• Getting Site Info using BuiltWith

    There are better tools that give more information than this one, but I wanted to point out the reports generated by BuiltWith.

  • Use a PHP Accelerator to Speed Up Your Website

    I like PHP because it makes it really easy to quickly build a website and add functionality, and is generally lightning fast when executed without needing to wait for compilation as with ASP.NET or Java (Yes, we always pre-compile those languages prior to putting our applications into production, but with PHP we don’t even have to do that).

  • Cheap File Replication: Synchronizing Web Assets with fsniper

    Awhile ago I wrote about how I was using nginx to serve static files rather than letting the more memory-intensive Apache handle the load for files that don’t need its processing capabilities. The basic premise is that nginx is the web-facing daemon and handles static files directly from the file system, while shipping any other request off to Apache on another port.

  • Part-Time Programming Work

    Here’s a thought: is it possible for a computer programmer to work part-time? It’s a serious question because programming is not like other trades - once you build a house, for example, it’s built; there is no going back and re-pouring the foundation and moving to make it a better, more efficient house. When a programmer is given a problem to solve, they can continue to improve, optimize and re-factor their solution nearly indefinitely.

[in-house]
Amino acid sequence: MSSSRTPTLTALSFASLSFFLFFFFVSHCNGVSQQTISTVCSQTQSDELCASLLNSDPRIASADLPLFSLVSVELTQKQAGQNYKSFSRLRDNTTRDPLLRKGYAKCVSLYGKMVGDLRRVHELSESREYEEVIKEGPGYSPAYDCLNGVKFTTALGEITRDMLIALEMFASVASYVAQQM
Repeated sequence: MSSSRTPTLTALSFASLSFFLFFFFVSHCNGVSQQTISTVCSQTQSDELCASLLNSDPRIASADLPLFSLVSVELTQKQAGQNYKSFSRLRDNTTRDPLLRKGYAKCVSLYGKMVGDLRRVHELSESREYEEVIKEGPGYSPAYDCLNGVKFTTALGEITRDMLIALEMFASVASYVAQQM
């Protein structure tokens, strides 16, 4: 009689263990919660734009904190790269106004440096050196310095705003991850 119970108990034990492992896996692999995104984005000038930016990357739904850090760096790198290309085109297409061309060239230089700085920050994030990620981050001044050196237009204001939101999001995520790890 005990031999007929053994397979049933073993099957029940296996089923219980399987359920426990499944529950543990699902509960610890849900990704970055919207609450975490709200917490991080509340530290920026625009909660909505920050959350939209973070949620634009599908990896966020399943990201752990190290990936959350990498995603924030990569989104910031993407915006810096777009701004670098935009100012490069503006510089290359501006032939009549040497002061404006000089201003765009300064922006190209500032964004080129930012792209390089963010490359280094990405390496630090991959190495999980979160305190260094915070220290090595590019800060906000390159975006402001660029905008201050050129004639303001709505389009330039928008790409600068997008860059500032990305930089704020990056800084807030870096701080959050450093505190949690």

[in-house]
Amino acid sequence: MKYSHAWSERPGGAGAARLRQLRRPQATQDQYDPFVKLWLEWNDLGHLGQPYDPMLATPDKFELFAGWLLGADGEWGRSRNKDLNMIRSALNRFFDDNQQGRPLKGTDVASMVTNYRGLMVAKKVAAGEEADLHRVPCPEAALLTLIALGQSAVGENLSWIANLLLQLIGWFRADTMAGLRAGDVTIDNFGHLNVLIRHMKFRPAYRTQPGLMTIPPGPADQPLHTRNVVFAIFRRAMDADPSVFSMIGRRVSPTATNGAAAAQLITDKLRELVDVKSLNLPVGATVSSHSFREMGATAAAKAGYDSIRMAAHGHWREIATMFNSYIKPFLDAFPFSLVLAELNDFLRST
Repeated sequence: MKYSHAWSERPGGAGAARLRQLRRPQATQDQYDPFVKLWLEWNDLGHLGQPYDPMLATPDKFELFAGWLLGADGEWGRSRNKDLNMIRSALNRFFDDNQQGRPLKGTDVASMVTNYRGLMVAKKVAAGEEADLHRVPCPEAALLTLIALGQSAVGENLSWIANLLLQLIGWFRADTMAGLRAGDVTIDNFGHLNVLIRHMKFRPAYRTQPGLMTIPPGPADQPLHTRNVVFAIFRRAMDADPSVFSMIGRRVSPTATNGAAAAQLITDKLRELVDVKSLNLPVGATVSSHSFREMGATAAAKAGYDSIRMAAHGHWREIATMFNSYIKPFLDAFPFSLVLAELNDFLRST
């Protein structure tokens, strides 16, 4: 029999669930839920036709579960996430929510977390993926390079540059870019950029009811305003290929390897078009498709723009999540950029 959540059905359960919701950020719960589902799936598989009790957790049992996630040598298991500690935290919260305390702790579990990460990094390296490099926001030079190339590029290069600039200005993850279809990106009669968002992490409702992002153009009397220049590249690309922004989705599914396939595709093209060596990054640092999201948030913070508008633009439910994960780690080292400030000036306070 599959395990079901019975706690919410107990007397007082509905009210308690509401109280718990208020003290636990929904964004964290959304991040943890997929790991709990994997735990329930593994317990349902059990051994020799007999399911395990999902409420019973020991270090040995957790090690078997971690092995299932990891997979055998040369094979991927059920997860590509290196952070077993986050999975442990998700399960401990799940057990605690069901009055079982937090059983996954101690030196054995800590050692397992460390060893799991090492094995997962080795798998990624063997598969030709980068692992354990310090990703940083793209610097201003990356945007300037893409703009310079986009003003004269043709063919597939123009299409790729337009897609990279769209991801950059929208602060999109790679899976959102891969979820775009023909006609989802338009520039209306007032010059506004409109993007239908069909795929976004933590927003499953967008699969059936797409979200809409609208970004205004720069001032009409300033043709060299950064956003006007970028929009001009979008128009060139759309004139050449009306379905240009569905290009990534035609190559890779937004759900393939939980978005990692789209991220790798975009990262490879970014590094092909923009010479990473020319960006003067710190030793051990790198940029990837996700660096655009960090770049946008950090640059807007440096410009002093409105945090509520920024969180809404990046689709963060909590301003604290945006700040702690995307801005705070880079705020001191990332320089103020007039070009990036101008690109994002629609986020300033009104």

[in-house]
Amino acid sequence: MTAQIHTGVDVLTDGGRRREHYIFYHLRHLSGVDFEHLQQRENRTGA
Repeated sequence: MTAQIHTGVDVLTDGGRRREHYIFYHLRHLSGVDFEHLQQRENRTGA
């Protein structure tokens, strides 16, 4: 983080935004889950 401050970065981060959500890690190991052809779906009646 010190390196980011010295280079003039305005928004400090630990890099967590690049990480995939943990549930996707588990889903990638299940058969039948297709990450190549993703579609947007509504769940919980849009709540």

• Give Apache a Break with nginx

    One of the things I’ve learned about Apache is that as good as it is, it suffers from its monolithic “do-everything” nature. The modules and tuning required for effective operation just doesn’t fit into a lean, quick package. That said, I find it beats out the alternatives hands-down when it comes to running web applications of any complexity.

  • Life in Linux

    So I wiped my hard drive and installed Ubuntu. After struggling with the decision to switch from Windows for some time, I finally resolved to move.

  • Installing Git on Ubuntu 10.04

    Here’s how to install Git on Ubuntu 10.04

  • Thinking About Switching to Ubuntu

    In the last number of weeks I have been seriously considering taking the plunge and wiping my Windows laptop clean in order to switch to Ubuntu as my primary machine. Although Windows 7 has gone a long way toward smoothing over the problems Vista brought, it isn’t perfect.

  • Resumes Are Better Without Alphabet Soup

    You can spot them a mile away - resumes that look like someone loaded up a Microsoft Word template, punched in their information, then sent it to every job posting they could find.

  • Tethering the Internet, Week One

    So I’ve been tethering my phone and using it as a backup Internet connection for just over a week now and so far I have been pretty happy with the results.

  • Using a Cell Phone as Backup Internet

    Since we live in the country and rely on line-of-sight Internet for our connectivity, I’ve been increasingly frustrated with service quality and uptime programs. There are a lot of reasons I want to move to a denser population area but access to a proper Internet connection is high on my list.

  • Display Class Objects in CheckedListBox

    If you want to use anything more complex than a list of strings in a ListBox, you’re in luck because the control accepts all types of objects.

  • CSS Sanity: Remember Best Practices When Using New Tools

    Now that the rebellion against IE6 has hit mainstream, a brave new world of CSS3 and HTML5 has been opened to web professionals.

  • iTunes - The Future, or Just a Toy?

    Following iTunes’ development has been an interesting experience. We’re moving toward a world in which physical packages of music is a thing of a past; in the meantime we’re stuck with a middling service.